Delhomme's lack of confidence in throwing the ball deep has allowed tight ends Dante Rosario (6-4, 25) and Jeff King (6-3, 260) to get much more involved in the passing game. Each player has seven receptions. Rosario has compiled 111 yards (15.9 avg.) and two touchdowns while King has produced 87 yards and one score. The Bucs defense had trouble containing Eagles TE Brent Celek last week, so look for the Panthers to attempt to get Rosario and King involved early, especially on third downs, where Carolina is converting just 31 percent of its attempts.
Offensive Line The Panthers re-signed left tackle Jordan Gross during the offseason in an effort to establish Carolina's offensive line as one of the best in the NFL. Unfortunately for the Panthers, that hasn't happened.
Gross (6-4, 305) still is Carolina's best offensive lineman, which is good seeing as how he protects Delhomme's blindside But teams have been much more aggressive in terms of stacking the box to stop the run and pressuring Delhomme, which has led to 12 sacks through four games. Bucs defensive end Gaines Adams, who was held without a tackle or a sack vs. the Eagles last week, must find a way to win some battles with Gross in order to rattle Delhomme.
Carolina is fairly strong on the right side of the offensive line as well, where Jeff Otah plays right tackle. The former first-round pick uses his massive 6-foot-6, 330-pound frame to hold off pass rushers, which will make it difficult for Bucs DE Jimmy Wilkerson to follow up on his three-sack performance from last Sunday's game.
The key to Tampa Bay's attempt to limit Carolina's production on the ground lies in the trenches, particularly in the middle, where Panthers left guard Travelle Wharton (6-4, 312), center Ryan Kalil (6-2, 295) and right guard Keydrick Vincent (6-5, 325) play physical football. Kalil is undersized, but Vincent and Wharton will be called on to help him double-team either Bucs defensive tackle Ryan Sims or Chris Hovan, along with rookie Roy Miller.
The Bucs defense has struggled to stop the run and pressure the quarterback this season. In order to limit Carolina's rushing attack and collapse the pocket around Delhomme, Tampa Bay defensive coordinator Jim Bates might have to get creative in terms of dialing up some blitzes, but this battle ultimately will be won by the team that is more physical on Sunday.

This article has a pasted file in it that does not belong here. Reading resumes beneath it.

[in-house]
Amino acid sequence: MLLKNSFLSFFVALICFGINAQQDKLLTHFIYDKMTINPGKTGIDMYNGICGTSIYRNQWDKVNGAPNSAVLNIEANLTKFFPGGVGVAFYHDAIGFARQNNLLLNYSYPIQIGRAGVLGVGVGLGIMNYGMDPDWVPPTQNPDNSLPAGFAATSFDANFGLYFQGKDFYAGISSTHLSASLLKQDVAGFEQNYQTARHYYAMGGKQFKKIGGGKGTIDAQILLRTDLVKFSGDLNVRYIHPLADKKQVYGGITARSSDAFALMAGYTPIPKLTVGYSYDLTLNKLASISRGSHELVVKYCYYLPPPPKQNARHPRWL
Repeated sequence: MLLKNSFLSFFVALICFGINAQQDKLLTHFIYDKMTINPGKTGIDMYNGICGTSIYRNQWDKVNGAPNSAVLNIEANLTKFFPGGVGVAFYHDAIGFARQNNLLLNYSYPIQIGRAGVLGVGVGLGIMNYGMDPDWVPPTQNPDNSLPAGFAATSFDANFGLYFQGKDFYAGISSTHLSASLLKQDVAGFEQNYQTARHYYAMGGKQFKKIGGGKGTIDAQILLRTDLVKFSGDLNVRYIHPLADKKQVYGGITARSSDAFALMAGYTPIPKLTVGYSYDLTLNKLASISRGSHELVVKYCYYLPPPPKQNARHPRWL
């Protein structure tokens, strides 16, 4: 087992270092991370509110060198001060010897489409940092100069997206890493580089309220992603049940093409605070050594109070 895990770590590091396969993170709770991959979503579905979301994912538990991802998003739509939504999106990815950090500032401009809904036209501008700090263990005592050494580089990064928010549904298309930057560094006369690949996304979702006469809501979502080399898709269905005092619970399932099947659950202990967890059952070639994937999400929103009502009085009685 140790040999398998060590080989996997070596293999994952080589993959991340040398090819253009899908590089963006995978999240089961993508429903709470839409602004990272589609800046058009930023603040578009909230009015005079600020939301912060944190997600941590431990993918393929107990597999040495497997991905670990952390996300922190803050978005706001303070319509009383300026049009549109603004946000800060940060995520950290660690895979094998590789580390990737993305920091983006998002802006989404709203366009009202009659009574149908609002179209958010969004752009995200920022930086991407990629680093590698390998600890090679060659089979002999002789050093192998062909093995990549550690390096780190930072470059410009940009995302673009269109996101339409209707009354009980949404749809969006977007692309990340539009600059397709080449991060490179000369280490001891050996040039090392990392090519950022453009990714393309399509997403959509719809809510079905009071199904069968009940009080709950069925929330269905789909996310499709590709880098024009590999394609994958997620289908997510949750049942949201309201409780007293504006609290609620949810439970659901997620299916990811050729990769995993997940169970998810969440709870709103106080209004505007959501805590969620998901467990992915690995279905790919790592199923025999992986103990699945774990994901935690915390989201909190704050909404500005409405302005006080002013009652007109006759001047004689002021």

Defensive Line Carolina has sorely missed defensive tackle Maake Kemoeatu and his 6-foot-5, 345-pound frame. With Kemoeatu on injured reserve, the Panthers have struggled to stop the run. In fact, the Panthers currently rank 30th in that category, allowing 156 yards per game.
That's good news for the Bucs offensive coordinator Greg Olson, whose philosophy is to run the football early and often. It will be key for Tampa Bay to not fall behind early, which has forced the Bucs to abandon the ground attack too early and often this season.
With Kemoeatu out, the Panthers are relying on under tackle Damione Lewis (6-2, 301) and nose tackle Nick Hayden (6-4, 292) to help stop the run. That hasn't happened. Bucs center Jeff Faine, who was sidelined four games with a triceps injury, picked a good time to return as he and guards Davin Joseph and Jeremy Zuttah should be able to dominate in the trenches, which will help open up running lanes for Cadillac Williams and Derrick Ward.
While Panthers right defensive end Julius Peppers, who has three sacks in 2009, is one of the most feared pass rushers in the NFL, the Bucs feel fairly comfortable heading into this contest because of the stellar play of left tackle Donald Penn, who has been solid in pass protection this season.
Carolina could move Peppers over to left end in some passing situations in an effort to get a more favorable matchup with Bucs right tackle Jeremy Trueblood, who has been plagued by penalties. If Peppers stays put on the right side, Trueblood would face Panthers DE Tyler Brayton (6-6, 280), who still is looking for his first sack of the season.